During the past several years, the idea of a rehearsal space for local musicians has come up frequently. It’s often spoken of as some sort of panacea for Macon’s music scene, or as an invisible mecca that once reached, can save the soul of a city swimming in musical heritage but dreadfully treading water as a sustainable music scene attempts to establish and support itself.
In lieu of a detailed plan for such a space, the strategy for its inception usually seems to be to throw money at a state-of-the-art facility with all the bells and whistles — something very clean, something very fancy, constructed on the Field of Dreams principle.
However, Macon should know full well that state-of-the-art buildings do not guarantee attendance or solely create any tangible economic impact. In case the short-term memory has failed, take the example of the Georgia Music Hall of Fame, which was built upon the same principle.
The city of Macon, for all its boosterism of its musical past, never truly supported the organization — never fully invested in its continued success — and it ultimately ended up as a messy failure.
As the music scene stands now, there isn’t support for another such brick-and-mortar monstrosity, which seems like another doomed case of putting the cart before the horse at this point. Perhaps it would be more fruitful to think about the problem from the opposite perspective — a bottom-up investment in musicians themselves rather than in another building.
Instead, I might suggest a series of partnerships that benefit not only the music scene, but the community as a whole: Offer bands incentives to move to Macon; partner with building owners to offer reduced — or free — rent in the scores of unused properties around town in exchange for some sort of creative product; partner with business owners to facilitate part-time jobs; create a do-it-yourself network that provides assistance to musicians with anything from T-shirt screening to finding healthcare.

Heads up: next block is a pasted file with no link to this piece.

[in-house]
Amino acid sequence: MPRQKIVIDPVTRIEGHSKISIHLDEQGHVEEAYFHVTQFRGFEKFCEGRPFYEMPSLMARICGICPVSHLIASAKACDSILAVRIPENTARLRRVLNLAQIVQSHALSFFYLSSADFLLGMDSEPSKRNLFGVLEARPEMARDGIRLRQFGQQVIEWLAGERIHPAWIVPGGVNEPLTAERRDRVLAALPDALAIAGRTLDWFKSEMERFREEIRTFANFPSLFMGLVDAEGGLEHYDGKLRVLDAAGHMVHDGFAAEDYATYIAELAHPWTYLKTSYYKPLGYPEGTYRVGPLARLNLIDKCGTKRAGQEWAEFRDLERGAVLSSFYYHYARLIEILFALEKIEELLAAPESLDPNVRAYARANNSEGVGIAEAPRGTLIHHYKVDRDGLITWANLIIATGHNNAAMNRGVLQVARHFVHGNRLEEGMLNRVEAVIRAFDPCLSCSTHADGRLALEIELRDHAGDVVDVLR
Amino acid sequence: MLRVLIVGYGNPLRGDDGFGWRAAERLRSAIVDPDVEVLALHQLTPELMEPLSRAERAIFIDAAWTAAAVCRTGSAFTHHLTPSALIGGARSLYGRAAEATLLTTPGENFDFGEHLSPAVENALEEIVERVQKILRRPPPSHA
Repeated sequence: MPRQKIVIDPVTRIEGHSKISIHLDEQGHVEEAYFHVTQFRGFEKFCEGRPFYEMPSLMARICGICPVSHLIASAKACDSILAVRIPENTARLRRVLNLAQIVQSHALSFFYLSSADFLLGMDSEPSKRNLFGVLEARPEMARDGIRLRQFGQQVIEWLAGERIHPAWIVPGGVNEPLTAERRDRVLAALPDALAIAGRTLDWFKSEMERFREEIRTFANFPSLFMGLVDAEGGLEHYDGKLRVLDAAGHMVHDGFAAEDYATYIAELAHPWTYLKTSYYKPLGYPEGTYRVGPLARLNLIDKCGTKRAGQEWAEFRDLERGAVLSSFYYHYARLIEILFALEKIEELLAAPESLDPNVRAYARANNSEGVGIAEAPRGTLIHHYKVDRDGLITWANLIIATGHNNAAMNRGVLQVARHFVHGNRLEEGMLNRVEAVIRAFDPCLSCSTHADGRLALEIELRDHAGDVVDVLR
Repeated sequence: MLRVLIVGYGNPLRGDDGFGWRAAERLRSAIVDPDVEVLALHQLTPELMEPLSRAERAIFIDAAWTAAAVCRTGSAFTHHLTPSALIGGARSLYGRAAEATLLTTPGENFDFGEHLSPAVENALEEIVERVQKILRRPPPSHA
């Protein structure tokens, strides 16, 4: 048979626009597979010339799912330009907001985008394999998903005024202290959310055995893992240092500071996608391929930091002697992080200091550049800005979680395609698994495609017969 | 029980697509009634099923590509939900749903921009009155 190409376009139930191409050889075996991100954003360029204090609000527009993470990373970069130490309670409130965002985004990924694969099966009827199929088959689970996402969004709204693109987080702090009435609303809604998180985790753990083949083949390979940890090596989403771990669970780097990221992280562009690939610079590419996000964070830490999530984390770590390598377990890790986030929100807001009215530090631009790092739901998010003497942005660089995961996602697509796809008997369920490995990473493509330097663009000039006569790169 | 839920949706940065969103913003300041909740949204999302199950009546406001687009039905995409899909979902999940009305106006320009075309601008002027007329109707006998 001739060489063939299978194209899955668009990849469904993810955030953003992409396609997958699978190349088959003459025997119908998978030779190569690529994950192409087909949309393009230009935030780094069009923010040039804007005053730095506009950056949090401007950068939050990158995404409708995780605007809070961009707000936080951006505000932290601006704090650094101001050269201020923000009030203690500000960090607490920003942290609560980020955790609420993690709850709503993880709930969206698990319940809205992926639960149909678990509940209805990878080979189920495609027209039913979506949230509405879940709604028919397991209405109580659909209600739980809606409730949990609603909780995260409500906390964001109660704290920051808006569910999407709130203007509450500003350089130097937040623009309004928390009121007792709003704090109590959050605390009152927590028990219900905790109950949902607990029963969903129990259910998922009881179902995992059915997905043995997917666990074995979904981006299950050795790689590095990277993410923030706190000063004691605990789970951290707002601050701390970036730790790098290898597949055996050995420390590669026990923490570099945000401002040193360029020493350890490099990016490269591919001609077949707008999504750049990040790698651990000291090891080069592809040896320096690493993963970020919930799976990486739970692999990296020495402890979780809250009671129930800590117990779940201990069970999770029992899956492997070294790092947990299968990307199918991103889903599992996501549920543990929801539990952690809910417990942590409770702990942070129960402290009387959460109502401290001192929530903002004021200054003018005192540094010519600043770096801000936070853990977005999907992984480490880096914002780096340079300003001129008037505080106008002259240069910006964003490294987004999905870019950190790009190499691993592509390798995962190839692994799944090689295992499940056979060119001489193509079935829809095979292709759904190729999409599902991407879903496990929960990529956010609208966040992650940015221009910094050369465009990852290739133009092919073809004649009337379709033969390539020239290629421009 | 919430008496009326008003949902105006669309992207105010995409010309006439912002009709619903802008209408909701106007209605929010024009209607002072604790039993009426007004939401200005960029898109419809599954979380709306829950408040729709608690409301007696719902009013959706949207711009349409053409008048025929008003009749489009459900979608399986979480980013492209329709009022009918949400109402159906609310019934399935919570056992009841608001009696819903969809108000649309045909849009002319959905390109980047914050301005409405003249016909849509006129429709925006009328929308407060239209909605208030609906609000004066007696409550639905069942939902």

Spaces that can be used for musical rehearsal are already extant and adequate, but the people to occupy them are not. Construction of another facility tips the scales in the wrong direction, but an investment in people creates a communitywide base of support.
Think of it as an investment in the “creative class” that usually accompanies (and often precedes) real change in a city. As has been discussed in this column in the past, larger cities such as Atlanta (or even mid-sized cities such as Charleston) have scenes that came together organically.
There is no formula. It seems the recurring trait is a community that values and supports original music by attending shows, venues booking local acts, and providing a place for them to live and work. Another facet of all of this is attracting musicians and bands from other areas, as they bring in fresh ideas that can strengthen and invigorate a scene.
Of course, all these things require a much broader and complex investment than throwing a lump sum of money at a building in hopes that it will be a catalyst. There is no doubt that money is always involved in changing a city for the better, but in a city and economic climate where resources are still severely limited, it is incumbent that it be spent wisely.